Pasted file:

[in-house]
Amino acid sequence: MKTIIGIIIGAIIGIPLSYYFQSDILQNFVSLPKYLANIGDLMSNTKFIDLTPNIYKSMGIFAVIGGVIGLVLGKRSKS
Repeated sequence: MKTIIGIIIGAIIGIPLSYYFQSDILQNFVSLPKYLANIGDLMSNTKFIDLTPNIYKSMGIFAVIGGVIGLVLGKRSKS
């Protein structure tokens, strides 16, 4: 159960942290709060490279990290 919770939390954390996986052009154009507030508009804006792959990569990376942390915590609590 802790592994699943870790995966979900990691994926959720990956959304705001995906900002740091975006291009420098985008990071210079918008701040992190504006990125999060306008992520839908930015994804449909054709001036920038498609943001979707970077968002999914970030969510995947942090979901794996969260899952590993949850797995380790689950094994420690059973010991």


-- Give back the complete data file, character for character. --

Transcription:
[in-house]
Amino acid sequence: MKTIIGIIIGAIIGIPLSYYFQSDILQNFVSLPKYLANIGDLMSNTKFIDLTPNIYKSMGIFAVIGGVIGLVLGKRSKS
Repeated sequence: MKTIIGIIIGAIIGIPLSYYFQSDILQNFVSLPKYLANIGDLMSNTKFIDLTPNIYKSMGIFAVIGGVIGLVLGKRSKS
């Protein structure tokens, strides 16, 4: 159960942290709060490279990290 919770939390954390996986052009154009507030508009804006792959990569990376942390915590609590 802790592994699943870790995966979900990691994926959720990956959304705001995906900002740091975006291009420098985008990071210079918008701040992190504006990125999060306008992520839908930015994804449909054709001036920038498609943001979707970077968002999914970030969510995947942090979901794996969260899952590993949850797995380790689950094994420690059973010991």